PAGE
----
A mutual fund consists of stocks and bonds. The fund might specialize in a very narrow area, such as emerging medical companies, or it may acquire stock and bonds that are representative of the entire market. Investors in a mutual fund buy shares of it and receive a proportional share of the fund's earnings. These earnings may be paid out to the investor or automatically reinvested in the fund. Many investment instruments, such as 401(k)s and individual retirement arrangements, invest in mutual funds.
Investing in mutual funds can be advantageous for inexperienced investors who don’t have the time to tend to their investments. A mutual fund provides a degree of diversification. Investing in these funds allows you to rely upon the experience of the fund manager. Unlike many other investments, mutual funds that are not part of a retirement package such as a 401(k) or an IRA are very liquid. Liquidity refers to your freedom to cash out of an investment without incurring a penalty.
The catch to mutual funds is that you give up some control in return for the benefits. You have no authority with respect to choosing what investments go into the fund because that is the purview of the fund manager. You don’t know the minute-by-minute price of the fund. Some funds impose a sales charge, called a “load,” for the privilege of investing. While no-load funds charge no more that 0.25 percent of the total investment, you may be faced with unexpected fees if you need to make changes to your account.
Net Asset Value
The net asset value is the price per share that you pay to invest in the mutual fund. It does not include any of the fees that may also be applicable. Unlike stocks and bonds, the NAV is not necessarily a good indicator of fund performance, because mutual funds are required to pay out all of the money they earn. Your earnings can be quite substantial while the NAV remains unchanged.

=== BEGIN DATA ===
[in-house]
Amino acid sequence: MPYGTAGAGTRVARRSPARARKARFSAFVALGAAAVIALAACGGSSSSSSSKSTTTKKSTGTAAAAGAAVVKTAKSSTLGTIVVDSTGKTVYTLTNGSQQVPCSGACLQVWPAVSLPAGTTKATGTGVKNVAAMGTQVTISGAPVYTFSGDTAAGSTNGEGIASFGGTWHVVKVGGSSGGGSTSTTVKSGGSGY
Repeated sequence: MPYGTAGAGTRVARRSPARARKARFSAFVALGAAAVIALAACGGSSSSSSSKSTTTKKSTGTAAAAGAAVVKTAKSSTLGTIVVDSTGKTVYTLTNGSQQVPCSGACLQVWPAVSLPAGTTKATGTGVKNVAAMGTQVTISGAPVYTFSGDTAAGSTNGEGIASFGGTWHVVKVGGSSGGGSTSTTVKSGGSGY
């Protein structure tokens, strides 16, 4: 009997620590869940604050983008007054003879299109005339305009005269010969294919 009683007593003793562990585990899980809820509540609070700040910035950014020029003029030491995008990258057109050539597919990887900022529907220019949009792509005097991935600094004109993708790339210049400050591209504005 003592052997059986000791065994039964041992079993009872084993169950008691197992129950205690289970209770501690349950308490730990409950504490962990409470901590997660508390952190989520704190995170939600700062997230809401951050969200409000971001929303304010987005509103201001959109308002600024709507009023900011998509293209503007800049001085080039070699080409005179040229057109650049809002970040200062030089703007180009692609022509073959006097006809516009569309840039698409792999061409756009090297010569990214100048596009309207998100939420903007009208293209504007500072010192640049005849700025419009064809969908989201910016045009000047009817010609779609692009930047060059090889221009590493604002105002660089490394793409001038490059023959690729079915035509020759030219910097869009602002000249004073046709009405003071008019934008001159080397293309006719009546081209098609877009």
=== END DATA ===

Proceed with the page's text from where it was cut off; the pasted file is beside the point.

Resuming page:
The FDIC does not guarantee mutual funds. The security of a particular fund depends upon the nature of the fund, the overall health of the market, the health of the sector in which the fund is invested, and the fund manager’s expertise. You can minimize your risk by investing in funds that have weathered a variety of market conditions over many years. While past performance is no indicator of the future, studying how a fund performed when the market went south suggests what might happen if such conditions recurred.
- U.S. Securities and Exchange Commission: Invest Wisely: An Introduction to Mutual Funds
- The Street: No-Load (Mutual Fund) Definition
- The New York Times: Mutual Funds: What You Need to Know
- Bankrate.com: Buying Mutual Funds: Load or No-Load?
- Bloomberg: The Worst Deal in Mutual Funds Faces a Reckoning
Shelly Morgan has been writing and editing for over 25 years for various medical and scientific publications. Although she began her professional career in pharmacological research, Morgan turned to patent law where she specialized in prosecuting patents for medical devices. She also writes about renal disease and hypertension for several nonprofits aimed at educating and supporting kidney patients.